The boys were a bit nervous at first, especially Sputnik who couldn’t stop shaking for at least the first half hour. He kept darting away from the people who wanted to pet him, but I would just hand them cookies to feed him and pretty soon he began to warm up to those nice strangers.
Neither of the goats was sure what to think of kids. “I didn’t know people came in our size!” But I’m not sure most of the kids knew what to think of the goats either. I realized after we got there that this was Snickers’ and Sputnik’s first outing among strangers. Nubbin and Petunia were much more relaxed when we took them last year, but they already had the State Fair, the Harvest Show, and a goat vacation under their belts by that time.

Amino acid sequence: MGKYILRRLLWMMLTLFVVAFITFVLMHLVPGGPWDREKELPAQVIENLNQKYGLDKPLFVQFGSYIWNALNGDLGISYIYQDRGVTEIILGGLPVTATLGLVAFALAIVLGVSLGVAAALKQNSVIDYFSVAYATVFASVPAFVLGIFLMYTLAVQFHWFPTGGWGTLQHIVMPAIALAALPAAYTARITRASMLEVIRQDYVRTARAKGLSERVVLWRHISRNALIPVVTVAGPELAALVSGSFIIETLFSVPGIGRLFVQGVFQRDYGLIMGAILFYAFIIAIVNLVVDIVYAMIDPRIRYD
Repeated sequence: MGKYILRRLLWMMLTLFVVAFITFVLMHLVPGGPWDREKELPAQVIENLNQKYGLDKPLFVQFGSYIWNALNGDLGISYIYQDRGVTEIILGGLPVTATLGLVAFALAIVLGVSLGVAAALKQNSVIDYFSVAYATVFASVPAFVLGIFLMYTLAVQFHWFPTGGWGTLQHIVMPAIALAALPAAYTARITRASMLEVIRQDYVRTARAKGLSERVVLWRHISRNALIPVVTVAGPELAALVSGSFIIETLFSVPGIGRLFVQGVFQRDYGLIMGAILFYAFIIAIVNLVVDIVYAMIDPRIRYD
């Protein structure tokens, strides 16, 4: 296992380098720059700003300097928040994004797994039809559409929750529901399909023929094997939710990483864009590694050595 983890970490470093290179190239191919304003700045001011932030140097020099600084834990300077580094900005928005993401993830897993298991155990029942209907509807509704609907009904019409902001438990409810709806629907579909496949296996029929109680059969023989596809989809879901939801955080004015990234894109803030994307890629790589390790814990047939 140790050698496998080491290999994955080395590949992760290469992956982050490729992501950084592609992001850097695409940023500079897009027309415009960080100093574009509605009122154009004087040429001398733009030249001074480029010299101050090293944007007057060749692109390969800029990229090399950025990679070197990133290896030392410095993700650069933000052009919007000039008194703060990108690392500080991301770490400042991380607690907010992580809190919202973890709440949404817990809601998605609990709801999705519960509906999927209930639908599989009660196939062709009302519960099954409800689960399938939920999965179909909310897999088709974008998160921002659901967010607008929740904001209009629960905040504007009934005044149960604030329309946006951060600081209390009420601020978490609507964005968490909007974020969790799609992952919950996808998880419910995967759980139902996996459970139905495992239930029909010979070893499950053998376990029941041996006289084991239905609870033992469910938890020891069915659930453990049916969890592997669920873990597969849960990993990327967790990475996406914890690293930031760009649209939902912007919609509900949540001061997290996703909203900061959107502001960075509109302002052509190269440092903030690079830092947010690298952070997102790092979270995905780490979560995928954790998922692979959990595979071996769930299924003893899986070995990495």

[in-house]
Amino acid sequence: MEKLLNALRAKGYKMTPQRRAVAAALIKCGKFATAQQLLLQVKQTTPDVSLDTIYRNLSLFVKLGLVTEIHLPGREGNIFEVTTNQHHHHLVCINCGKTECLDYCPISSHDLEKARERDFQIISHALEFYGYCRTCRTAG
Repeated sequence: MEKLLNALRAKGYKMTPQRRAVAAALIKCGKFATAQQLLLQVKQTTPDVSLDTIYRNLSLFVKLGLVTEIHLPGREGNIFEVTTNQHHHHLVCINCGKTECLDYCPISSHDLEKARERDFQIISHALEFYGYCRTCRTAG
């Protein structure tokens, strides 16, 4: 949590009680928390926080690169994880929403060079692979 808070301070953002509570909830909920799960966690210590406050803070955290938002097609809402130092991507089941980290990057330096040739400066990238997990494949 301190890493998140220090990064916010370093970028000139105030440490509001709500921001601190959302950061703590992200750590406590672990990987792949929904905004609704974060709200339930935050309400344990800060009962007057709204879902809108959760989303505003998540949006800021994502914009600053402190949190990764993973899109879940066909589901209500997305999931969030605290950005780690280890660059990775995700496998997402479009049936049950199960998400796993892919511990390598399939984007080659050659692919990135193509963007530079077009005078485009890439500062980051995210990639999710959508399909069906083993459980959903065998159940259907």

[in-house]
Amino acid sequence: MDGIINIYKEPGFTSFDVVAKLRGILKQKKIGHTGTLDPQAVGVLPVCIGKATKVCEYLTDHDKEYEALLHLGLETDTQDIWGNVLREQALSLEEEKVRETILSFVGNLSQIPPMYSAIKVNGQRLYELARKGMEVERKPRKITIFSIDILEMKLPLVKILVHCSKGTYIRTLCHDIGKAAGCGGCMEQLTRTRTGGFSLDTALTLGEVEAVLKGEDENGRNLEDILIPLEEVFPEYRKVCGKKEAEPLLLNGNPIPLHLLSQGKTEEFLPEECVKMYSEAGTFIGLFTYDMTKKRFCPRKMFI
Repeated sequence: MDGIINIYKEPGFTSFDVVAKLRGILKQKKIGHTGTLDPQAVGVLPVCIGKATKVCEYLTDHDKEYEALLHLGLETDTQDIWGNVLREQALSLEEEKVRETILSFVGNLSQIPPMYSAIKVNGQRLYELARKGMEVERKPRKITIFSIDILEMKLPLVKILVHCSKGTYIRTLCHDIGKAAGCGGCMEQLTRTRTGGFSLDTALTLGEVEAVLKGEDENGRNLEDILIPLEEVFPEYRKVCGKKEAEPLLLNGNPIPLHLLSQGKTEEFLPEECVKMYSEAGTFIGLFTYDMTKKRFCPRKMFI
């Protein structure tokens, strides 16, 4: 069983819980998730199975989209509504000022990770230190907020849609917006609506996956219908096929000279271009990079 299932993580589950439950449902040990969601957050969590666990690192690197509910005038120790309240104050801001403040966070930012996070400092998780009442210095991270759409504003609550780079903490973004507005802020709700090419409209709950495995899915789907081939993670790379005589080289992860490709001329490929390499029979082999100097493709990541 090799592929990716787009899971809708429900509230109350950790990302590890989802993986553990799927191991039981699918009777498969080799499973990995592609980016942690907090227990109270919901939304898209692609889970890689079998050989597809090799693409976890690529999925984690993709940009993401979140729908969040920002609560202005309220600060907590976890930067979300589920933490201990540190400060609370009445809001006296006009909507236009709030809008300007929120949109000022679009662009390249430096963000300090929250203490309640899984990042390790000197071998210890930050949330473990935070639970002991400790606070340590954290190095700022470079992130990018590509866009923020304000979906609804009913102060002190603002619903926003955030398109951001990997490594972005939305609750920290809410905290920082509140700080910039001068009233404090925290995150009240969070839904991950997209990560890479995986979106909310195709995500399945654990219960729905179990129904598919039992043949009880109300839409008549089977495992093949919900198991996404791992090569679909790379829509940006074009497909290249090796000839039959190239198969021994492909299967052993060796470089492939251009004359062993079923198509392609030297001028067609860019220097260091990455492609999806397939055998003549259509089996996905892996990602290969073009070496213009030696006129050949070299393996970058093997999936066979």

We didn’t find the Yule Log ourselves, but we came really close! You can just see the end of it on the ground behind us.
Once found, the Yule Log was dragged back up to the lodge with several kids riding on it. It was hilarious to watch since they occasionally fell off into the mud. Speaking of which, the festival had fewer people at it this year, probably because of the dreary wet weather and very little snow. But that didn’t dampen our Christmas cheer!
One of the ladies in charge was very disappointed we didn’t bring Cuzco with us. After seeing him in the parade the night before, she was expecting him to help pull the Yule Log back to camp. I told her maybe next year if he’s still up for it. One day perhaps we’ll have a whole team of goats who can pull that logback all by themselves! It would be very Scandinavian. The Yule Log is, after all, a Scandinavian tradition, and goats figure prominently in Christmas festivities in those northern countries. In fact, the Swedish Santa Claus rides in a goat-drawn sleigh, so having goats pull the Yule Log seems quite fitting.